"The governor had a chance to make history," said Senator Florez. "He had a chance to wipe a 70-year-old shame off the books of California. Instead, he has decided to side with the shameful."
According to a 7/29/10 report in the San Francisco Chronicle, the bill would have drastically altered California labor law overtime and the fortunes of the estimated 700,000 workers who toil on the state's roughly 25 million acres of agricultural land.
Currently, farmworkers make about $10.25 an hour (according to the not-for-profit advocacy group Farmworker Justice) and are only allowed California overtime pay for hours worked over 60 a week, or ten a day. It was hoped that SB1121 would bring farmworkers closer to the benefits that workers in other sectors have enjoyed since 1941.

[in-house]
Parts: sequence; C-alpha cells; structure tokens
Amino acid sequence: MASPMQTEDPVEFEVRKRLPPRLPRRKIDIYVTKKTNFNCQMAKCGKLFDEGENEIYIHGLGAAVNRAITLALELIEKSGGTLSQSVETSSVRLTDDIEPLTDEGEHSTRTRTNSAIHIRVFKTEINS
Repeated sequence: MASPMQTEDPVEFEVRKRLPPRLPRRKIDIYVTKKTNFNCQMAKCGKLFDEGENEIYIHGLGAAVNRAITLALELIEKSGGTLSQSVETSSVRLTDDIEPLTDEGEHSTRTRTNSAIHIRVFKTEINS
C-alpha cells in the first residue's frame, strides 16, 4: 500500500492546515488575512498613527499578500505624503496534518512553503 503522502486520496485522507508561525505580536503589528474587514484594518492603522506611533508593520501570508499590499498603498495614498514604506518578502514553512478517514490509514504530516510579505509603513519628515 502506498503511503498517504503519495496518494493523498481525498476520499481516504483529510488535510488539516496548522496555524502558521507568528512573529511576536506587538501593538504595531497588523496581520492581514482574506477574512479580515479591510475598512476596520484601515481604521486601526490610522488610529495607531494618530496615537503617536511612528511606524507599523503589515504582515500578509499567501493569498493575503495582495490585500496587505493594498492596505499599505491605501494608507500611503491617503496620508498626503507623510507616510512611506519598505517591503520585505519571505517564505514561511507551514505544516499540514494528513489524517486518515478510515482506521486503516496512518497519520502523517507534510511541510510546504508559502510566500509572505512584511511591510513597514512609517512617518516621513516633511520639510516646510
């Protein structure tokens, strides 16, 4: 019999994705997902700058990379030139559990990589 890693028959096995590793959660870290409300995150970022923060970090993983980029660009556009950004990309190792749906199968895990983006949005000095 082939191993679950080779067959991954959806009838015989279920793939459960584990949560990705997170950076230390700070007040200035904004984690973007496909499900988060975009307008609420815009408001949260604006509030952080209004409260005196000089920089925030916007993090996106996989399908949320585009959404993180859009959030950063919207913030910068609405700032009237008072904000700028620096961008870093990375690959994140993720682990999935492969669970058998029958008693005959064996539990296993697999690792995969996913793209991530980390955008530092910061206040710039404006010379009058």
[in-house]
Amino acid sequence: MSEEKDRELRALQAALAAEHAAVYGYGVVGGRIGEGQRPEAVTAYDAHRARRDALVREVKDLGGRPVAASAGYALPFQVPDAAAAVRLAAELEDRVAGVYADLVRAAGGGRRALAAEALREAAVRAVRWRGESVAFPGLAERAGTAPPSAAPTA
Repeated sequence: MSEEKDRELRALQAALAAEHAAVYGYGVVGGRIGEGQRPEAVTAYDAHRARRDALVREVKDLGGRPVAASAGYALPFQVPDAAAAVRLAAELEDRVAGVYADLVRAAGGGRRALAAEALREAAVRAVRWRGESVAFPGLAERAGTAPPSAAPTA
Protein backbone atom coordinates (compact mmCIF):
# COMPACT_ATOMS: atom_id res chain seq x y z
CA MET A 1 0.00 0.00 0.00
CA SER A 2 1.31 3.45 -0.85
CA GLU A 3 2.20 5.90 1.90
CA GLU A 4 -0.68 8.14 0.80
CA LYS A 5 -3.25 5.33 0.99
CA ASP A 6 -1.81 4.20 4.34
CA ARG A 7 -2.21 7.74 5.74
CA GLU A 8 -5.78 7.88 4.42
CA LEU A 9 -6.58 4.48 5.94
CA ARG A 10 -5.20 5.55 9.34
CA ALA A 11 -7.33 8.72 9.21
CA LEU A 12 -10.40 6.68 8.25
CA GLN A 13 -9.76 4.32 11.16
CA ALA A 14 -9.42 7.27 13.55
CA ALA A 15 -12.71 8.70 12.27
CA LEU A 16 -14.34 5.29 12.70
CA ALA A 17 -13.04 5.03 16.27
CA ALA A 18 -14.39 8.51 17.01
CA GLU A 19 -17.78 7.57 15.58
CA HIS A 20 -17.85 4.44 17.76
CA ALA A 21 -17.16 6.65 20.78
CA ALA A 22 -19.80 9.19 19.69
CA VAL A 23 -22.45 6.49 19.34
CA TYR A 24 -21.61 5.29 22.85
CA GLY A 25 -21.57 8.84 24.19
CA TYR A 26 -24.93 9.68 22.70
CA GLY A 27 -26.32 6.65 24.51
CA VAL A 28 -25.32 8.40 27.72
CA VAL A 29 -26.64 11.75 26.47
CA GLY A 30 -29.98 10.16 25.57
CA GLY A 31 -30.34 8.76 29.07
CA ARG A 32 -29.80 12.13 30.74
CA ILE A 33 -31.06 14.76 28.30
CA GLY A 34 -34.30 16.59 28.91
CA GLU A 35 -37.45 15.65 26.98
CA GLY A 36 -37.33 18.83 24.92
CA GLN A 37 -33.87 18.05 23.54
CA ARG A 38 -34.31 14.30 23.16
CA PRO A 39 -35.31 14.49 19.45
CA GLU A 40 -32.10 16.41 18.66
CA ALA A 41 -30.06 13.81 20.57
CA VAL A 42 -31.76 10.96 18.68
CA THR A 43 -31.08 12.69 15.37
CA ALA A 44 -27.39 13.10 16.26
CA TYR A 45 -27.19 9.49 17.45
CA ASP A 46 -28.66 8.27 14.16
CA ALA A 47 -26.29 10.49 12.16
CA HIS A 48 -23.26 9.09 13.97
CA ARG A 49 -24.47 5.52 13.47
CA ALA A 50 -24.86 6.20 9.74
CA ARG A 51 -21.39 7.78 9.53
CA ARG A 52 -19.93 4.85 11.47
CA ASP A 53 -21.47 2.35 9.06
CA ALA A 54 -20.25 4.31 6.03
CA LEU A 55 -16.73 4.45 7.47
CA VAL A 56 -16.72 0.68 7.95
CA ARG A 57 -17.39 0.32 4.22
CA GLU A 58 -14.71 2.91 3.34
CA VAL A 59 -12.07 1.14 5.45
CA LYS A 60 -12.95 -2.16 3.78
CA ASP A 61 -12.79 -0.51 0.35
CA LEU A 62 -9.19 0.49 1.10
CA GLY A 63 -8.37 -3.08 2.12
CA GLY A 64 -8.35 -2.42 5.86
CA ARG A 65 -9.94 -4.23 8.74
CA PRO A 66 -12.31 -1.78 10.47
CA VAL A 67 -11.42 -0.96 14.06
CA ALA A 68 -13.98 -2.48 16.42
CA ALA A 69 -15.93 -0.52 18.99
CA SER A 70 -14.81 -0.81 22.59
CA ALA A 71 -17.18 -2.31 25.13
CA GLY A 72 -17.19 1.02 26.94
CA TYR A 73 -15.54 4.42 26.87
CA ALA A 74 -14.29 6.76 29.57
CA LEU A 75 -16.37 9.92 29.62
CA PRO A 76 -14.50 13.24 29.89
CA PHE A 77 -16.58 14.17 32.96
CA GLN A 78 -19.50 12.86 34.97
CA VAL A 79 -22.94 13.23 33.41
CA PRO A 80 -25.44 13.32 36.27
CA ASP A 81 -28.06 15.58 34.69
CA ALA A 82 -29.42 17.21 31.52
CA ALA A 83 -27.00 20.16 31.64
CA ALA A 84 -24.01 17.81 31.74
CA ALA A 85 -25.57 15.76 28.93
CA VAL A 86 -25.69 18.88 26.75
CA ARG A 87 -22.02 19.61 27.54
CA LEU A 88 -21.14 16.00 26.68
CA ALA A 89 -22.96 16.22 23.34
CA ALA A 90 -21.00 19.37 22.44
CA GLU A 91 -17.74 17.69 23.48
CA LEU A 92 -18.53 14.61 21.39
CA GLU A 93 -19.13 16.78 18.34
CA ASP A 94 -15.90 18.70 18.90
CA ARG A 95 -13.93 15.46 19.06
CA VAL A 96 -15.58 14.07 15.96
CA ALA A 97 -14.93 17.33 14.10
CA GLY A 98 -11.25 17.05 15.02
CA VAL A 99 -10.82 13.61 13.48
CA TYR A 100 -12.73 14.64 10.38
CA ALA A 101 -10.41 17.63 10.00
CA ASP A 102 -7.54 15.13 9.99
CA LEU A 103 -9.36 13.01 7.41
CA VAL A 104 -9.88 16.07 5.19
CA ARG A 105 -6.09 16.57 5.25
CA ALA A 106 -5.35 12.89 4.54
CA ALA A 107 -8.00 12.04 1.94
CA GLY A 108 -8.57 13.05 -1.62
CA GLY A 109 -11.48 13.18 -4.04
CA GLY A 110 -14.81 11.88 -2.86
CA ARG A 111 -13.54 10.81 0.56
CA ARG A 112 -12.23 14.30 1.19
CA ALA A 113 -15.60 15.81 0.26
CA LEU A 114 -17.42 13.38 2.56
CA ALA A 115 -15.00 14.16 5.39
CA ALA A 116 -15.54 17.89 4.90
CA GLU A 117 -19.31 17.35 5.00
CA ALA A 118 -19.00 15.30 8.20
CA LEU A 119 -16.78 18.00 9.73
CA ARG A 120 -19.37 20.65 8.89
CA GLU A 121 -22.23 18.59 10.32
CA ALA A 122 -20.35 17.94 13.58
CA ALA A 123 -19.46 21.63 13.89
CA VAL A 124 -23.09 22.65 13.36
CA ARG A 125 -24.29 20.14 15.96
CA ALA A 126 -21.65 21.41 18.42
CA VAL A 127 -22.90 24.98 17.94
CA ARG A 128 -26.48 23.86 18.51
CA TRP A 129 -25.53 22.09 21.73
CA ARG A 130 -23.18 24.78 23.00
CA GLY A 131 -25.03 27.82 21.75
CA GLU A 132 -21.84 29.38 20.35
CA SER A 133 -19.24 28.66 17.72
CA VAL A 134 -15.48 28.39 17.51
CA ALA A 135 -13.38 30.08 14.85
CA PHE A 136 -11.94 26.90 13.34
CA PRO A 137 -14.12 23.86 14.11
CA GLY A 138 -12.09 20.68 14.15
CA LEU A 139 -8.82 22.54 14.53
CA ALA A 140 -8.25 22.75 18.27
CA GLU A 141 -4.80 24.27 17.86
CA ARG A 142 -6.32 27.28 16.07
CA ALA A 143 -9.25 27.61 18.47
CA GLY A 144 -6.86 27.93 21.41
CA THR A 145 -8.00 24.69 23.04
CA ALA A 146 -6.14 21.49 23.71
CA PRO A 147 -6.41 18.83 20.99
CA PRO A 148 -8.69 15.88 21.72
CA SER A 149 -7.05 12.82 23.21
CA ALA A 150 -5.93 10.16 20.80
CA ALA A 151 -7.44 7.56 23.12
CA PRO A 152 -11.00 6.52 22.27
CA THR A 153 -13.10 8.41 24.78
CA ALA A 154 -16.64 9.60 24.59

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"Unfortunately, this measure, while well-intended, will not improve the lives of California's agricultural workers and instead will result in additional burdens on California businesses, increased unemployment and lower wages," Schwarzenegger wrote.
It should be noted that the farming community vigorously opposed SB1121 and lobbied for its defeat.
SB1121 would have given farmworkers in California the right to receive California labor overtime pay after 40 hours in any given week, or eight hours in a day. If the bill had become law, California would have been the only state in the entire nation to provide overtime to farmworkers.